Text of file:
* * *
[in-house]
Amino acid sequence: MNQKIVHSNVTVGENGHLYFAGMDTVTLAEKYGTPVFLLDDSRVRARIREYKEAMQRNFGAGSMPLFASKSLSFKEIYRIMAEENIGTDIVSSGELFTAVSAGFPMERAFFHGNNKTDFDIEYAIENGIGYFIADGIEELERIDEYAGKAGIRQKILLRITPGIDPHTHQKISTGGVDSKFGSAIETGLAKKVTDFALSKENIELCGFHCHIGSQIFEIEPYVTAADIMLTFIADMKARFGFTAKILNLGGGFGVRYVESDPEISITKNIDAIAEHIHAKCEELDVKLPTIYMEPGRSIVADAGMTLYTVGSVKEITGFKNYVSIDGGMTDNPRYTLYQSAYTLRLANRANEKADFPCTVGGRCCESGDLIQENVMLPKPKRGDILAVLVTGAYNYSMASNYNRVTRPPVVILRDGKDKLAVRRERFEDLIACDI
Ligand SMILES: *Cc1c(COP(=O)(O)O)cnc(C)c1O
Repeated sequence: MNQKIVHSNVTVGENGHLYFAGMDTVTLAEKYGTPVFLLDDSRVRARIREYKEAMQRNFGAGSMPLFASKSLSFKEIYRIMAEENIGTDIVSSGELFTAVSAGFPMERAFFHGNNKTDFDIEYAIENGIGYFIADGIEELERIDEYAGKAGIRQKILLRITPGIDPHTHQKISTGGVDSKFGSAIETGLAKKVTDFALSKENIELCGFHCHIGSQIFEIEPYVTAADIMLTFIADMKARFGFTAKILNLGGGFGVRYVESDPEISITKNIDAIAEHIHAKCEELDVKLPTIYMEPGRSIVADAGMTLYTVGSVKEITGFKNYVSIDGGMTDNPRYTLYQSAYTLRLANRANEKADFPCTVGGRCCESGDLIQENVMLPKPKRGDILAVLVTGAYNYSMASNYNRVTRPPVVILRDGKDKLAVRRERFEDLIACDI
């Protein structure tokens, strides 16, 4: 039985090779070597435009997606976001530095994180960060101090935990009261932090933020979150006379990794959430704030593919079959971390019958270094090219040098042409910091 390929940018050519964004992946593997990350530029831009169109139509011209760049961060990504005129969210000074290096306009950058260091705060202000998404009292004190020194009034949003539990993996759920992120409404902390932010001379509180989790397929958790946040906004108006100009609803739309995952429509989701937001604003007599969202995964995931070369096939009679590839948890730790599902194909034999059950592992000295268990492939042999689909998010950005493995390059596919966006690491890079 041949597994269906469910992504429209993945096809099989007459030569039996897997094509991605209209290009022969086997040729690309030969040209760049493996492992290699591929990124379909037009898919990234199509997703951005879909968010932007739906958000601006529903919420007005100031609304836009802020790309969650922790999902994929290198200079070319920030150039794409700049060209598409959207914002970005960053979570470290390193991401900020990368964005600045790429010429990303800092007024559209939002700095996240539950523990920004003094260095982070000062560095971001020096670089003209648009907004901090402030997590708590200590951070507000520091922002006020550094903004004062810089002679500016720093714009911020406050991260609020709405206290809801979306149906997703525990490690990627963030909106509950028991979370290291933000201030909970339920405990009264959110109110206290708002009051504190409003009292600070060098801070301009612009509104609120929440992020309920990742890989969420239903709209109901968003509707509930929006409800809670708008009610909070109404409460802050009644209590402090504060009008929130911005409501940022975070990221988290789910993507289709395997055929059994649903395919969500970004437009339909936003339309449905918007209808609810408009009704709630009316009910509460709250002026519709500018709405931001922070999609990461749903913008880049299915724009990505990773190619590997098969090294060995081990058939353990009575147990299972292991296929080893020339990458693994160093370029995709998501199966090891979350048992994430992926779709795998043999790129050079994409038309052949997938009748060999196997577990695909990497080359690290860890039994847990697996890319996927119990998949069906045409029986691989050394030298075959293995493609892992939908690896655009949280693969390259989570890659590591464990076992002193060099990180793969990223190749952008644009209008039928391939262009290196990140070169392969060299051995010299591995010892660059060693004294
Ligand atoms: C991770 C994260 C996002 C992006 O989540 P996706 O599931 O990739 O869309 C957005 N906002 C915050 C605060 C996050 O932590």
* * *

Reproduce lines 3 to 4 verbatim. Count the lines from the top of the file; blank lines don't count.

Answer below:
Ligand SMILES: *Cc1c(COP(=O)(O)O)cnc(C)c1O
Repeated sequence: MNQKIVHSNVTVGENGHLYFAGMDTVTLAEKYGTPVFLLDDSRVRARIREYKEAMQRNFGAGSMPLFASKSLSFKEIYRIMAEENIGTDIVSSGELFTAVSAGFPMERAFFHGNNKTDFDIEYAIENGIGYFIADGIEELERIDEYAGKAGIRQKILLRITPGIDPHTHQKISTGGVDSKFGSAIETGLAKKVTDFALSKENIELCGFHCHIGSQIFEIEPYVTAADIMLTFIADMKARFGFTAKILNLGGGFGVRYVESDPEISITKNIDAIAEHIHAKCEELDVKLPTIYMEPGRSIVADAGMTLYTVGSVKEITGFKNYVSIDGGMTDNPRYTLYQSAYTLRLANRANEKADFPCTVGGRCCESGDLIQENVMLPKPKRGDILAVLVTGAYNYSMASNYNRVTRPPVVILRDGKDKLAVRRERFEDLIACDI